During a campaign swing through the area Tuesday, Donald Trump’s eldest son blasted Republican politicians who refuse to back his father.

Trump said that GOP officeholders — including U.S. Sen. Susan Collins and U.S. Rep. Bruce Poliquin — who don’t support their party’s presidential candidate are “just protecting themselves and the little environment they’ve created” so they can stay on the gravy train.

During a campaign appearance in Auburn, Trump said Republicans who fail to endorse their party’s nominee may talk a good game but when they’re on the floor of Congress, “they fold.”

Trump, a 38-year-old executive in his father’s real estate business, talked to enthusiastic crowds at Howell’s Indoor Range and Gun Shop in Gray before heading to the party headquarters in Auburn and a lunchtime stop at Simones’ Hot Dog Stand in Lewiston.

Gov. Paul LePage joined him at the hot dog stand but, determined to keep to his diet, didn’t sample anything at the eatery he’s been going to for 62 years since it was “a little shack” down the street with just four stools.

Trump, though, gobbled down one wiener. Though it lacked the mustard Trump said he’s used to in New York, he pronounced it “an excellent hot dog,” anyway.

Jim Simones, the Chestnut Street restaurant’s owner, said it has “always attracted the political crowd” from both sides of the aisle who like “to test the water” by talking to customers.

LePage, a prominent backer of Trump, told the White House hopeful’s son that his father “is the right person” to bring the change America needs.

“Losing is not an option,” LePage said.

Trump’s national field coordinator, Matt Mowers, said the Republicans have a good shot at winning the electoral vote at stake in Maine’s 2nd Congressional District, where the race is tight.

The district’s Republican congressman, Poliquin, has ducked many questions for weeks about what he thinks about Trump’s candidacy. He is locked in a tight re-election battle for the seat he won two years ago.

Maine Democratic Party Chairman Phil Bartlett said Trump’s support in Maine is waning “largely due to his reprehensible remarks about women.”

“His son’s visit should not distract from the fact that Trump has glorified sexual violence and repeatedly demeaned women,” Bartlett said in a written statement.

Polls across the country have shown dwindling support for Trump since the release of taped, crude comments made by the candidate in 2005 about molesting women.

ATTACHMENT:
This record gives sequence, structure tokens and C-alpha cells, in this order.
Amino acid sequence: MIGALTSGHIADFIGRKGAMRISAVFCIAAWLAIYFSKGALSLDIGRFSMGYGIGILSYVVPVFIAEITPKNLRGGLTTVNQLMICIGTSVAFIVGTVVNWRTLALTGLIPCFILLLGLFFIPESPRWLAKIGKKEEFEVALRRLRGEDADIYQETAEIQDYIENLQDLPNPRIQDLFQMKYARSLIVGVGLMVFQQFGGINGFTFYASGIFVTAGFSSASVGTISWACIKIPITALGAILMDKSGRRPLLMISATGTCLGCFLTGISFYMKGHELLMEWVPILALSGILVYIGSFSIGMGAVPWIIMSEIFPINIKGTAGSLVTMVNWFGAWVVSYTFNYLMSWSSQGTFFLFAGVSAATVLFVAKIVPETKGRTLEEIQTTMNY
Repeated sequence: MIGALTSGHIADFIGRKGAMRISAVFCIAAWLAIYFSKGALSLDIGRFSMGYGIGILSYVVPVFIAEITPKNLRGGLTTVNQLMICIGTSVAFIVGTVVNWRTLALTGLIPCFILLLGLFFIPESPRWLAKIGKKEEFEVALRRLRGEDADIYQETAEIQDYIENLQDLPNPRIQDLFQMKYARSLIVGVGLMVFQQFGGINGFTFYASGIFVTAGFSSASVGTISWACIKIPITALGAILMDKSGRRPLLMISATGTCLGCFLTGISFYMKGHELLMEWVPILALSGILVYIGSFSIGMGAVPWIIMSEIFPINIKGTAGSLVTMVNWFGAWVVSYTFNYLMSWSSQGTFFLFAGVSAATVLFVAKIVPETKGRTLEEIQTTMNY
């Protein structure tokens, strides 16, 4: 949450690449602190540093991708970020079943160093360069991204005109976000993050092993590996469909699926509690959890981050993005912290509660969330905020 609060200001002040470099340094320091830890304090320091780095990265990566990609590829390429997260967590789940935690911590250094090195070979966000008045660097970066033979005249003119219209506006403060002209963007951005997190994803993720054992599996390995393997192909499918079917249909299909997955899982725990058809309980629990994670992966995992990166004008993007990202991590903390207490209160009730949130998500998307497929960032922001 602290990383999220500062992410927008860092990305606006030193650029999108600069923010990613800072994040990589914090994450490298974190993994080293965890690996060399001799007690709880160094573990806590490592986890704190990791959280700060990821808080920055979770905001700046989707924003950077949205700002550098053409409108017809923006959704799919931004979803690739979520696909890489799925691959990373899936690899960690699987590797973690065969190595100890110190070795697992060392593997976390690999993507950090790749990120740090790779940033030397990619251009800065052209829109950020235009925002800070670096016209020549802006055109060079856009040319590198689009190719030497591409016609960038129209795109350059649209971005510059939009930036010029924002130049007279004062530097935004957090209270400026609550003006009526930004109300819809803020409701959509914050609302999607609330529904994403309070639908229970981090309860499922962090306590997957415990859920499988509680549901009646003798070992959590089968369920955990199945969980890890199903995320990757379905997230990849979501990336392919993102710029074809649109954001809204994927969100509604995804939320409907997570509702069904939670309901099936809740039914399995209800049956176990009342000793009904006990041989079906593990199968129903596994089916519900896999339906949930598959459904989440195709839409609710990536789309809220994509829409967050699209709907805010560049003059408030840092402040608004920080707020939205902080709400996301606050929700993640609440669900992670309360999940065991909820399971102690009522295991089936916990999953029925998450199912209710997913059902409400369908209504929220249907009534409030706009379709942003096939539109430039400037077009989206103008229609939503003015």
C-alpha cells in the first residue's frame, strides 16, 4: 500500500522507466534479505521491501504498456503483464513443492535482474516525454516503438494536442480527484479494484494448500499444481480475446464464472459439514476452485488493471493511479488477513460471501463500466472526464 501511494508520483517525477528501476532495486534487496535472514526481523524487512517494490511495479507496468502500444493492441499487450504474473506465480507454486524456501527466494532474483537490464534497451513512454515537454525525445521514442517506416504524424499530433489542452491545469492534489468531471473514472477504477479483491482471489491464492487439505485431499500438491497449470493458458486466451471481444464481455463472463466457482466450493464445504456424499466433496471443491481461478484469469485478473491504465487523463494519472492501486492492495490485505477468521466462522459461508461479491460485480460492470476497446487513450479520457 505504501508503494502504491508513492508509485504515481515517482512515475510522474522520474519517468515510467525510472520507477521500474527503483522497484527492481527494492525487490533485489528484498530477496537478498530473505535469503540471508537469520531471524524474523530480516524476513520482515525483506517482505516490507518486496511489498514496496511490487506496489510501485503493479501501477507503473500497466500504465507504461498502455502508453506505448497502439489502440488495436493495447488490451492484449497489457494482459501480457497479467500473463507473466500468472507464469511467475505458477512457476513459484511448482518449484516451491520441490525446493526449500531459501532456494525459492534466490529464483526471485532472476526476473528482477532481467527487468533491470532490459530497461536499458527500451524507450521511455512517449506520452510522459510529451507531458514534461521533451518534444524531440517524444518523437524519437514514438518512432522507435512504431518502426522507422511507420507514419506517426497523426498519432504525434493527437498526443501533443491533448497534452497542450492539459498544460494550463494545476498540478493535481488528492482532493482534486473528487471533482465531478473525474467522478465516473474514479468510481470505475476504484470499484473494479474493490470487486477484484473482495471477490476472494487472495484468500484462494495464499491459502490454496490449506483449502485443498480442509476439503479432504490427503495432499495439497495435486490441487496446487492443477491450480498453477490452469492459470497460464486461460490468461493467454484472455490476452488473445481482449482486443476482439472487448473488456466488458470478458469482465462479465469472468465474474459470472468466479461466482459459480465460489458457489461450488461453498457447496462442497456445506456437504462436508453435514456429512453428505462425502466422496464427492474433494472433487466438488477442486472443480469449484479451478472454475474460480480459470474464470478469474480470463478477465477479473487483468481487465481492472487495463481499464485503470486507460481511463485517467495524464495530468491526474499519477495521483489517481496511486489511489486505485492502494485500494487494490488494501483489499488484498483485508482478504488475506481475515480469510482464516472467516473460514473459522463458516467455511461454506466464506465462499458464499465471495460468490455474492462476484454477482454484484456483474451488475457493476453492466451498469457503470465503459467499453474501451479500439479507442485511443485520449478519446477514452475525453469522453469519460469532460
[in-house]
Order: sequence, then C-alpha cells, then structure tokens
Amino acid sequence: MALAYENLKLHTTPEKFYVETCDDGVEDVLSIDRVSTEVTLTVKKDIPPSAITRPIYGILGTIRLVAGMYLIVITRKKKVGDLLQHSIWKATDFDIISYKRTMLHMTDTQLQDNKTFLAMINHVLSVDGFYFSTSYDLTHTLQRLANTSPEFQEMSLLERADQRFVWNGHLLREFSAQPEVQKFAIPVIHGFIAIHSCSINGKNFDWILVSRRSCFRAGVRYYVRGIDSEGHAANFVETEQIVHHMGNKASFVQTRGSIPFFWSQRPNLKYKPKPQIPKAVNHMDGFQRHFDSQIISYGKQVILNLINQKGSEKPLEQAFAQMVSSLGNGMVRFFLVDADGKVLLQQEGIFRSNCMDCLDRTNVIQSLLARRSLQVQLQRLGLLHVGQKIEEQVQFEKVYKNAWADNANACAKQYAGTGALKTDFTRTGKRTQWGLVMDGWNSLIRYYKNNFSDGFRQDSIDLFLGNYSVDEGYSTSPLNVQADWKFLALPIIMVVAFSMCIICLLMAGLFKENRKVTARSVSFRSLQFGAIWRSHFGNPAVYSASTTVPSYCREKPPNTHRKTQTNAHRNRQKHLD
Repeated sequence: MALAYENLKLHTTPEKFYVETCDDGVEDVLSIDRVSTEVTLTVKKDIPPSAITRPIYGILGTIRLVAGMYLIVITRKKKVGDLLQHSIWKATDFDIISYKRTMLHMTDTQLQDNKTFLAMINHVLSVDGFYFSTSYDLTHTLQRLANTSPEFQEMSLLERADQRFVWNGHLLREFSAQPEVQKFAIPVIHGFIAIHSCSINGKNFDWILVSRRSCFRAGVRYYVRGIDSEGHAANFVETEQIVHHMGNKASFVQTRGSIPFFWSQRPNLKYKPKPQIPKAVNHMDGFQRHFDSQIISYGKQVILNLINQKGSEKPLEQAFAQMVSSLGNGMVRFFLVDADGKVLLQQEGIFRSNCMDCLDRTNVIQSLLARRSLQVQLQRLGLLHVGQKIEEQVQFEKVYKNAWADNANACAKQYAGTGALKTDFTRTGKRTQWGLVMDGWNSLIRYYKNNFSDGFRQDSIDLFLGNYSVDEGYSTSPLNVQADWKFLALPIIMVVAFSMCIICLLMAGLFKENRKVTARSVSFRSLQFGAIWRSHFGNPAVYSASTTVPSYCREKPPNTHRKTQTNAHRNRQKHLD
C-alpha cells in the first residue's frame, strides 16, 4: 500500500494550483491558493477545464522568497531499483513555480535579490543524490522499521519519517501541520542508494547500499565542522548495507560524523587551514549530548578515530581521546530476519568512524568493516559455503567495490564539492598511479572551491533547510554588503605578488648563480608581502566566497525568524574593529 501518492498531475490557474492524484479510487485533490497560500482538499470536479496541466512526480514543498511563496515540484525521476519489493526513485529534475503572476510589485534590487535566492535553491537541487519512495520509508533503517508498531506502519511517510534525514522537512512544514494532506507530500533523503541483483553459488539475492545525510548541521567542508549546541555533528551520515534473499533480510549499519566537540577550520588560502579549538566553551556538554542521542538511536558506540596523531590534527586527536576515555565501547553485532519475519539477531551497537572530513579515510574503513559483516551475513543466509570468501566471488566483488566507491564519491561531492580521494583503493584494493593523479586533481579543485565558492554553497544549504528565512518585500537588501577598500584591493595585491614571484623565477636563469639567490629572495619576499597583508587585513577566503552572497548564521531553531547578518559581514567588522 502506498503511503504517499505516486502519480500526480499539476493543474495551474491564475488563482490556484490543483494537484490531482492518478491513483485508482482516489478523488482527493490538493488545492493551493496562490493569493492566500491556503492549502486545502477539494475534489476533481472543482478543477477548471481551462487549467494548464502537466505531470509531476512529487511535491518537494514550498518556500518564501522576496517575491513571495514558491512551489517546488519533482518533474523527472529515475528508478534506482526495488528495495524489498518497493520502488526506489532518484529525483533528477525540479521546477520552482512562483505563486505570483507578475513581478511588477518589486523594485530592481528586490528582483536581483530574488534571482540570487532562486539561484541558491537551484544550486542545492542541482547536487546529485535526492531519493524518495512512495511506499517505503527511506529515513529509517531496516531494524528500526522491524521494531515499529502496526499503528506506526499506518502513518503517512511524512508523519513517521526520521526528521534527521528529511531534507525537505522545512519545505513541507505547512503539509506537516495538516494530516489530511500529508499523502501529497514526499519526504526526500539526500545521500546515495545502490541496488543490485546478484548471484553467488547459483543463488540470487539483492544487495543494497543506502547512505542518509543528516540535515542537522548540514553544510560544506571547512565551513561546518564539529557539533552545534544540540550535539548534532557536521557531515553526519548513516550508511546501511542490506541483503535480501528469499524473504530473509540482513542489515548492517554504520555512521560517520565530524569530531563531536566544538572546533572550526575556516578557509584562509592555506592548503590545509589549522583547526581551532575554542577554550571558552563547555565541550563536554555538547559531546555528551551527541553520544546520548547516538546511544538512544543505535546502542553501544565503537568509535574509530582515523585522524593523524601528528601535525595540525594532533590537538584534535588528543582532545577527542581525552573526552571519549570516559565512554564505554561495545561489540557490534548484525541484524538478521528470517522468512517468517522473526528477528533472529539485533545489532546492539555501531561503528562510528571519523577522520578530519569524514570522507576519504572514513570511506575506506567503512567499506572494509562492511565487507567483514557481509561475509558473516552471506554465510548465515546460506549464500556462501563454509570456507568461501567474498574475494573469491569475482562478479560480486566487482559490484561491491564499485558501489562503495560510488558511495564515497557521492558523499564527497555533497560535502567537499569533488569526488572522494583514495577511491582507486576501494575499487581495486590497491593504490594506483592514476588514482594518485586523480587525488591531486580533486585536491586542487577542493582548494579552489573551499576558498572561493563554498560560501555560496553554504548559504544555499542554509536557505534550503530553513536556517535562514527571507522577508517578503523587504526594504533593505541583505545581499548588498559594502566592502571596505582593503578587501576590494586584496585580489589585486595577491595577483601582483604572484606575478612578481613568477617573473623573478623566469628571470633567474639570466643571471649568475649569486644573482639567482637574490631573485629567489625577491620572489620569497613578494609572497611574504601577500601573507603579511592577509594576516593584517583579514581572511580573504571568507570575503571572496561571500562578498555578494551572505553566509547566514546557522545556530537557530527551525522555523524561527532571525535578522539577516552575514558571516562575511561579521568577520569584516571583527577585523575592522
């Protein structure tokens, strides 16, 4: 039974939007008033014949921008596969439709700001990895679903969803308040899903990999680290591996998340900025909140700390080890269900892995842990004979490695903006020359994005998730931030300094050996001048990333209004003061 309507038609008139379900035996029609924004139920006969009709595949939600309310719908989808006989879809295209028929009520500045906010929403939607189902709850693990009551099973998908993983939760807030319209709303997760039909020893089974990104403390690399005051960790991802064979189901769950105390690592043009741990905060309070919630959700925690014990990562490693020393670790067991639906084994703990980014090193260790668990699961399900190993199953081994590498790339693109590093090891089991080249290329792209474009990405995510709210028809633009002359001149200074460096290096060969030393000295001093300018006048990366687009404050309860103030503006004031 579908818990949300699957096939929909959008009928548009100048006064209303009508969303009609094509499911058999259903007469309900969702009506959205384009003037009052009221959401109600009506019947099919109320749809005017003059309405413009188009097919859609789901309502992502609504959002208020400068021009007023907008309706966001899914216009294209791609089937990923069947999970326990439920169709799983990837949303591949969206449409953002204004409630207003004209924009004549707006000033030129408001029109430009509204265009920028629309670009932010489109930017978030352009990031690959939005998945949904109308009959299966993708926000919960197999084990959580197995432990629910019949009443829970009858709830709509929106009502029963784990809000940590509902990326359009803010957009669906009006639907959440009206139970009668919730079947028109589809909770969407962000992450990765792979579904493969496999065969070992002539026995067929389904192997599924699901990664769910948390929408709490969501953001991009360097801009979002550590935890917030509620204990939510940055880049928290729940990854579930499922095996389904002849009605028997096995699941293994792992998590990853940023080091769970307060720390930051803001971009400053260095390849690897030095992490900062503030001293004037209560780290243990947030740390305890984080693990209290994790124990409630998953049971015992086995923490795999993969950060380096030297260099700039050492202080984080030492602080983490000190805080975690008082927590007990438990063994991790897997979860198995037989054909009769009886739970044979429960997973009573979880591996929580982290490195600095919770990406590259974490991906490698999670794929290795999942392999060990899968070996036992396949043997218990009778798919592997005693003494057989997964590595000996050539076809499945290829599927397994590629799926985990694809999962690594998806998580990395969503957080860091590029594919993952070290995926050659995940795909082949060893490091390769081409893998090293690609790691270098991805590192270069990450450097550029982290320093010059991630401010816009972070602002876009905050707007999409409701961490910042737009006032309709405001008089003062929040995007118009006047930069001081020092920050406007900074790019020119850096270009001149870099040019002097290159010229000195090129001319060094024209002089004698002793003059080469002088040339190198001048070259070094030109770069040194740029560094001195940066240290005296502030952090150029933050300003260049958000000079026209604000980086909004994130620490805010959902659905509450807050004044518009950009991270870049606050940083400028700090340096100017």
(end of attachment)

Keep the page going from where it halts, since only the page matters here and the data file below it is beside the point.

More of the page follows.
Both Trump and LePage said, however, that they are skeptical about the conventional wisdom that Republicans trail badly in the presidential race.

Trump said he thinks “there’s something really going on here” that isn’t getting picked up by the media or the pollsters. LePage said the polls “are just not right.”

“There’s a hidden movement,” Trump said, consisting in large part of people who have never voted before. He said regular people recognize the “common sense” behind his father’s words.

Michael Chartier of Lewiston went straight from his third-shift job at Bath Iron Works to the gun shop in Gray to hear from Trump.

“We need someone who’s strong and confident on world issues,” said Chartier, an Iraq War veteran. He said Trump will “clean up Washington,” create jobs and “shine a light on the corruption” that permeates Washington.

Adam Copp, owner of the Gray business, said he was thrilled Trump stopped by “the greatest gun shop in Maine.”

Trump, a hunter, said he would love to take advantage of the gun range to shoot a little, but he was worried the press would find a way to twist it against the campaign so he refrained.

He also griped that “these days I haven’t spent nearly enough time in the woods,” hunting and fishing as he would like because he’s so busy with his father’s effort “to save the world.”

He said he wants the “very biased” media to focus on Democratic presidential contender Hillary Clinton’s failings.

Calling her “the most elite of the elites,” Trump said his father is running for selfless reasons “and does not owe anyone anything.”

“That’s the difference between Hillary and Donald,” LePage said. “She takes the money. He earns it.”

The governor said Clinton “has such a criminal enterprise system that she’s been more successful than” former Mafia boss John Gotti. Gotti, he said, “didn’t pay to play” as Clinton does.

Betty McLean of West Bath told LePage he’s “doing a great job” by cracking down on welfare abuse and speaking his mind.

She said she’s pushing for Trump, too, because the country needs him. She said she is “just tired” of the way things are going and wants change.

“I think he can do it,” McLean said. She added that she believes Trump when he says he hasn’t mistreated women.

Trump said people everywhere are “fed up with the lies and false promises” they hear from politicians.

“The one guy who’s actually going to be able to deliver is my father,” Trump said.

The visit by Trump is the second in recent weeks by a Trump son. His brother Eric came to Turner and Auburn in early October.

“I’m the better-looking brother: smarter, more athletic and better in every way,” Trump Jr. said with a grin.

He said he’s been on the campaign trail for his father for months. “I go where I’m told and I talk,” he said. 

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